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Michael Beechert’s Guide to the Stars: Physics Professor Mary Hudson

Dartmouth has a wealth of experienced professors who lead their respective research fields, while also working closely with students — inspiring them in the classroom and leading them in laboratory environments. And while at Dartblog we talk frequently about problems that need to be fixed at the College, there are still many bright spots. Our professors deserve more recognition for their achievements. As such, this is one of a series of posts that shines a spotlight on the best professors in Hanover:

Mary Hudson.jpgHow convenient that this series is titled the Guide to the Stars! Not only is Mary Hudson, the Eleanor and A. Kelvin Smith Distinguished Professor of Physics, an academic star in her own right, but her current research is also specifically focused on the consequences of the ball of flaming gas that we all know as the Sun.

It may be difficult for someone with a non-physics background to fully appreciate much of her body of work, but a review of her scholastic career, publishing record, and other professional activities leads to the clear conclusion that Professor Hudson is an example of the type of excellence that is to be found throughout the ranks of the Dartmouth faculty.

For Hudson, physics was something akin to a lifetime calling. Her interest in the field is partially due to Walt Disney, of all people, who, starting in 1954, aired a weekly television special on ABC in return for money that would be used to build Disneyland. Hudson cites one segment in particular, titled “Our Friend the Atom,” as sparking a personal desire to understand the physical world. The spark was strong enough to last through adolescence, as Hudson went on to graduate from UCLA with a major in physics in 1969 before completing her Ph.D., also at UCLA, in 1974.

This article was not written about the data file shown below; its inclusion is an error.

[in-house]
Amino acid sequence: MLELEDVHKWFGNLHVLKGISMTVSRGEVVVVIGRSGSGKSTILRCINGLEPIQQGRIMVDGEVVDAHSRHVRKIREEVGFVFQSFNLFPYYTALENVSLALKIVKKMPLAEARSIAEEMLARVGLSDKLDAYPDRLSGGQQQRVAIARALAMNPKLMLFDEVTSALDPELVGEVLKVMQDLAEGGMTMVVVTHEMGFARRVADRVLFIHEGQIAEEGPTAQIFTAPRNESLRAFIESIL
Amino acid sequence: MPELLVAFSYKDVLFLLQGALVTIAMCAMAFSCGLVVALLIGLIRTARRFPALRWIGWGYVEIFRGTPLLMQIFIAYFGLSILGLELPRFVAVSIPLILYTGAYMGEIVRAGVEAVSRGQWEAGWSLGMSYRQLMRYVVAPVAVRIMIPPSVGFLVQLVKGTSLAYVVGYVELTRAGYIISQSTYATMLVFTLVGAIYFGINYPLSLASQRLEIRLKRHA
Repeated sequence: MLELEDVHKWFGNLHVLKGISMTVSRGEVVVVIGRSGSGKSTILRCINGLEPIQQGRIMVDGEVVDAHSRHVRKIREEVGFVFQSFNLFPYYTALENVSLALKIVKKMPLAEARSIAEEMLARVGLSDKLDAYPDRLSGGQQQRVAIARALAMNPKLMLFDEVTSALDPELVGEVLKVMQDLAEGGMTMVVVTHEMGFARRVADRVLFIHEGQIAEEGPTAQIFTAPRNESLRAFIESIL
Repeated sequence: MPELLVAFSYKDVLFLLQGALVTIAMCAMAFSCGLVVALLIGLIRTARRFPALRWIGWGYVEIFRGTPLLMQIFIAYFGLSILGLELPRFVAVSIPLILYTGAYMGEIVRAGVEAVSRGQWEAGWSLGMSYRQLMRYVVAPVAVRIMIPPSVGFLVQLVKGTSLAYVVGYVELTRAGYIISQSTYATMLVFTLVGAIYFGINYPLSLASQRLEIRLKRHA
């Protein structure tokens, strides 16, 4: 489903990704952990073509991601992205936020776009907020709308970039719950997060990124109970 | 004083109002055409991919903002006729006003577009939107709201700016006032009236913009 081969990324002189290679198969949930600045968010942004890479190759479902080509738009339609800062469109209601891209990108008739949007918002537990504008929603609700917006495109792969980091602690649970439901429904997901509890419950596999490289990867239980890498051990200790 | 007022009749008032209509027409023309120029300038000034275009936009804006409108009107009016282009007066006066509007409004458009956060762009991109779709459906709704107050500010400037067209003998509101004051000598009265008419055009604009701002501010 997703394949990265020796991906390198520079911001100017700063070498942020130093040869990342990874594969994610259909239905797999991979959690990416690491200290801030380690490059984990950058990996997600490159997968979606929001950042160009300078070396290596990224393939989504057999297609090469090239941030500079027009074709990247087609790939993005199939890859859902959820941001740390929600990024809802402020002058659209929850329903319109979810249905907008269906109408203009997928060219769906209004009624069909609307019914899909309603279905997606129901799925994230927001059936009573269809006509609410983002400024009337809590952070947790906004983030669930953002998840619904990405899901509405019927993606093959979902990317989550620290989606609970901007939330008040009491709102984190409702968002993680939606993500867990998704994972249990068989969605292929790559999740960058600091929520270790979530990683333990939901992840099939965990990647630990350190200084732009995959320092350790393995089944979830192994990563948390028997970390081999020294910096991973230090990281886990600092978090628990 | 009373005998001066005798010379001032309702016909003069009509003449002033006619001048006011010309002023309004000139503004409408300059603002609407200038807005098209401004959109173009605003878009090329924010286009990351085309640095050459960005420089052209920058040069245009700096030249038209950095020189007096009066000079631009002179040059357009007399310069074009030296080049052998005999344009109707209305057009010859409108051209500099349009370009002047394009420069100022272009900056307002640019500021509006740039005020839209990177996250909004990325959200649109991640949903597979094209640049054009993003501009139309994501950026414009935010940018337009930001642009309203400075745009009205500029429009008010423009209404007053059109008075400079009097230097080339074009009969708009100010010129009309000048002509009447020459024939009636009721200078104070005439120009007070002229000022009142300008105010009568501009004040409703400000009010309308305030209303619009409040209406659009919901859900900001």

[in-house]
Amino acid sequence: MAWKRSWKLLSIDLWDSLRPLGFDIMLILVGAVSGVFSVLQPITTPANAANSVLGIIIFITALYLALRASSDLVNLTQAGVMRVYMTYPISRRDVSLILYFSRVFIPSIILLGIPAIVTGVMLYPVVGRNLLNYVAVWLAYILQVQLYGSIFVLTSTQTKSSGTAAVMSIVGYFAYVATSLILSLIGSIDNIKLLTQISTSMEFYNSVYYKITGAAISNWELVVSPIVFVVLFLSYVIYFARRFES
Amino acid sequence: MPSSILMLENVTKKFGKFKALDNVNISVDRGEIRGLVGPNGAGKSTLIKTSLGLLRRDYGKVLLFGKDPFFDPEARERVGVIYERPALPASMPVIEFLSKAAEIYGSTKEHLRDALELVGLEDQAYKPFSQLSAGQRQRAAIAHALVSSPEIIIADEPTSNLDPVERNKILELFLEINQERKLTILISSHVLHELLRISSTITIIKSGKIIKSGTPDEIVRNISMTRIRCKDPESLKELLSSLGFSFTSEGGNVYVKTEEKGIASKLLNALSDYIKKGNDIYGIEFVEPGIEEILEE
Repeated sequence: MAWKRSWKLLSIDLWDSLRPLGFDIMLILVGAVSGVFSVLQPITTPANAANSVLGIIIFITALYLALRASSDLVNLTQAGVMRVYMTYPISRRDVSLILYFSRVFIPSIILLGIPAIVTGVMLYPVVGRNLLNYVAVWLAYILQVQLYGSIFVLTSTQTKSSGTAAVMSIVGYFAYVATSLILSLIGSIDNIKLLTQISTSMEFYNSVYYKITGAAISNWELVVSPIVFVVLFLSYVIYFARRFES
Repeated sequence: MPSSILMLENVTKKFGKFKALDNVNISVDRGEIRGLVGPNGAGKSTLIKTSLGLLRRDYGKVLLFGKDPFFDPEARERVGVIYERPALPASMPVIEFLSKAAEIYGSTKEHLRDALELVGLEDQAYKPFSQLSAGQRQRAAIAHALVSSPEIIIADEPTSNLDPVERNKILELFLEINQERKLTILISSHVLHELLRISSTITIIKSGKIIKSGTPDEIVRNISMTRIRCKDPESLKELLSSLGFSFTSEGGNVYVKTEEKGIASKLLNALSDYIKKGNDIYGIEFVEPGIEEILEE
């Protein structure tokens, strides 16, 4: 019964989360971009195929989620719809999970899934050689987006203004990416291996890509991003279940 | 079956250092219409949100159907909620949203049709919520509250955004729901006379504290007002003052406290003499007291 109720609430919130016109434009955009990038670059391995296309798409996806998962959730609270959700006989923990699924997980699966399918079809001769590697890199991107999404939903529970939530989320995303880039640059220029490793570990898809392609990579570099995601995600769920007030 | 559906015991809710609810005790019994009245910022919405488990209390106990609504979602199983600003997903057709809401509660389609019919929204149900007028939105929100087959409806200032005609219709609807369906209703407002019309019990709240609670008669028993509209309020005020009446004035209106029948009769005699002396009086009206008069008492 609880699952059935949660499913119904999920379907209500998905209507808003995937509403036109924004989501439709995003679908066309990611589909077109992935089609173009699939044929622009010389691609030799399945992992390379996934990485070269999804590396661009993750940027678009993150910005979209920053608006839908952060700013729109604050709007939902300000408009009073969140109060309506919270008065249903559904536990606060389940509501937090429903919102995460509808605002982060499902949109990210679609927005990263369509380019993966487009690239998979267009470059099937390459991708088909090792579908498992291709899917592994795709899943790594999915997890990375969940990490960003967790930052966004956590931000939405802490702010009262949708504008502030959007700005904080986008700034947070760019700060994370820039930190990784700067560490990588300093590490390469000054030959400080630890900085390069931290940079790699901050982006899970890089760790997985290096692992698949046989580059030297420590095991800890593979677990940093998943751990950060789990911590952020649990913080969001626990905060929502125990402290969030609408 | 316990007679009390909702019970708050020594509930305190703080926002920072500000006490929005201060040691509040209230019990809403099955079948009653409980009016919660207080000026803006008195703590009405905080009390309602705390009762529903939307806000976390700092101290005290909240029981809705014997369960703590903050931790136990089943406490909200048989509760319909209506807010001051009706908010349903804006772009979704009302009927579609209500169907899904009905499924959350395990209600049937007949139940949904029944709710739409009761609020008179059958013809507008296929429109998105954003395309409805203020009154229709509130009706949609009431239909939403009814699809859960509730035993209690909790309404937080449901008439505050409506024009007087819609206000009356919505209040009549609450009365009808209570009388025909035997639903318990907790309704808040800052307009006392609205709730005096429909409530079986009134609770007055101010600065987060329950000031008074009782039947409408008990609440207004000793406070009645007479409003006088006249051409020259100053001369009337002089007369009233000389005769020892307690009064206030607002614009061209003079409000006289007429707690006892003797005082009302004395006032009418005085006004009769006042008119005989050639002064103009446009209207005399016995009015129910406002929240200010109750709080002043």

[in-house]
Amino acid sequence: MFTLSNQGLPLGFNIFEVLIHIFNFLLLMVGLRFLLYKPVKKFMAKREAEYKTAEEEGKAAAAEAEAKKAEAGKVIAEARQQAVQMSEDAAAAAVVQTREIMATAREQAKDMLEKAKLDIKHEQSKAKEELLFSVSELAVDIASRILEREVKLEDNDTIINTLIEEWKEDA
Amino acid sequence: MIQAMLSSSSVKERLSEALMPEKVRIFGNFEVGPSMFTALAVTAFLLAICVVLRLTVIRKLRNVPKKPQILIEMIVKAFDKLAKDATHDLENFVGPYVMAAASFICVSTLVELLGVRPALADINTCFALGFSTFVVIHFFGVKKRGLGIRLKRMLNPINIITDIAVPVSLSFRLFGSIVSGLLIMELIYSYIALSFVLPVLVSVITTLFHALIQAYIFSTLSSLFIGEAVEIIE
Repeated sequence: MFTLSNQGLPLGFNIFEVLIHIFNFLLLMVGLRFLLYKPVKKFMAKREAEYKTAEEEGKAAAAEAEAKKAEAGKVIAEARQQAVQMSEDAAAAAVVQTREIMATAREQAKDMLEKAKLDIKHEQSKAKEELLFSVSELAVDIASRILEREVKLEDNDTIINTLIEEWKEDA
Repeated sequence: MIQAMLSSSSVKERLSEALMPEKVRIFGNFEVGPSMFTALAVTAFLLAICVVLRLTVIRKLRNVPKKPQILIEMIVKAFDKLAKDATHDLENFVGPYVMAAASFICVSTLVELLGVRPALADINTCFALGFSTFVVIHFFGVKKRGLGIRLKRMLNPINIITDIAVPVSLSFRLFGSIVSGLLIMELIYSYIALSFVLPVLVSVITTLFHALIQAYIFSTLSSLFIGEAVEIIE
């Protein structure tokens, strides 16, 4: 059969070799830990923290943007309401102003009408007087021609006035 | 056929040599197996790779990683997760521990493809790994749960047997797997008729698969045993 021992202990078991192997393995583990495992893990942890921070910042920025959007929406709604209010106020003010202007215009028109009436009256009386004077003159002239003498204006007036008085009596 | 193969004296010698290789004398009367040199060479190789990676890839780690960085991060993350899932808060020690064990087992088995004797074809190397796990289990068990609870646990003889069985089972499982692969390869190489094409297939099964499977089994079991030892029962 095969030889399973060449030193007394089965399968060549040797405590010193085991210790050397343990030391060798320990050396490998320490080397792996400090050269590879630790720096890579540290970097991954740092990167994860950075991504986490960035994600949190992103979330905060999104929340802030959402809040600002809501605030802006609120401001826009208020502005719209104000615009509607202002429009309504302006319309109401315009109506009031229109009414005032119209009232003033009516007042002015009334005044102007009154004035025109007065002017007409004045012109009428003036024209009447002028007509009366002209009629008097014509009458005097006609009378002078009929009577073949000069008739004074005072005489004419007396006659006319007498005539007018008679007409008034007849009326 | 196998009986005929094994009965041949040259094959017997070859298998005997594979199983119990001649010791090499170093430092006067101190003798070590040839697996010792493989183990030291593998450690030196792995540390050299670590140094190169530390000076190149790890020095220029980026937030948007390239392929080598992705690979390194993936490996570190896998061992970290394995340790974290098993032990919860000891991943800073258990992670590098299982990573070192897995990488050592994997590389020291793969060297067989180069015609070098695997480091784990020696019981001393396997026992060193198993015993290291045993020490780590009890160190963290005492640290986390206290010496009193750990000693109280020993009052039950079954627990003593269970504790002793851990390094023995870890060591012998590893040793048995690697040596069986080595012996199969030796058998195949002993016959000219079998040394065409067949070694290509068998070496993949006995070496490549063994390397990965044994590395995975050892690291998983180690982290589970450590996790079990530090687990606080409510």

While in Los Angeles, Hudson developed a fascination with space physics, which the University of Iowa Department of Physics defines as “the study of everything above Earth’s atmosphere, up to the edge of the solar system.” A two-year stint at The Aerospace Corporation, a nonprofit, federally funded research and development center that acts as a technical and scientific advisor to organizations like the Air Force, the National Reconnaissance Office, and NASA, gave Hudson the opportunity to participate in cutting-edge research that would help lay the foundation for her future career as an academic and a scientist.

After completing her doctorate, Hudson moved up the coast to Berkeley, where she spent ten years as a researcher. She built up and led a research group that received funding from NASA, the NSF, and NOAA. In 1984, Hudson made the move to Dartmouth (along with her husband, fellow space physicist Bill Lotko of Thayer), where she joined a department that had, prior to her arrival, no faculty who specialized in space physics. She has been in the College’s Physics department ever since, including a stint as chair between 1996 and 2004.

Capturing the aim of Hudson’s voluminous research (an h-index of 41 and 6645 citations) in one sentence is an exercise in futility, but perhaps the following question gets to the heart of things: How does the Sun’s behavior affect the part of space located closest to Earth? The Sun, as you may or may not remember from your school-going days, is by no means a static body. In fact, it keeps quite busy. Streams of charged particles, collectively known as “solar wind,” are emitted from the Sun and travel through space to bombard everything in the vicinity, including our planet. Fortunately, we are protected from solar wind by the Earth’s magnetic field, which manages to trap a large number of charged particles in zones referred to as the Van Allen radiation belts.

In addition to working with experiments relating to these radiation belts, Hudson has studied how more dramatic solar behavior like solar flares have impacted weather patterns. Imagine: A mass of particles and energy is suddenly emitted from the sun in a flare and moves at tremendous velocity down towards us. What happens in its wake? Hudson would be the person to ask.

Currently, Hudson spends most of her time as an Affiliate Scientist at the National Center for Atmospheric Research High Altitude Observatory in Boulder, Colorado, where she is supervising four Ph.D. students in addition to her normal duties. Mentorship is extremely important for Hudson, who has used her position and connections in Boulder to provide research opportunities in space physics for Dartmouth undergraduates and graduate students alike. Her work in the classroom in Hanover, which has most recently included courses such as “Introduction to Space Physics,” “Relativistic Electrodynamics,” and a first-year seminar called “Space Politics,” have inspired many a student to pursue this path.

Addendum: For the scientifically-inclined and/or ambitious, here is a video of Professor Hudson discussing, um, Modeling the radiation belt electron response to CME-driven storms:


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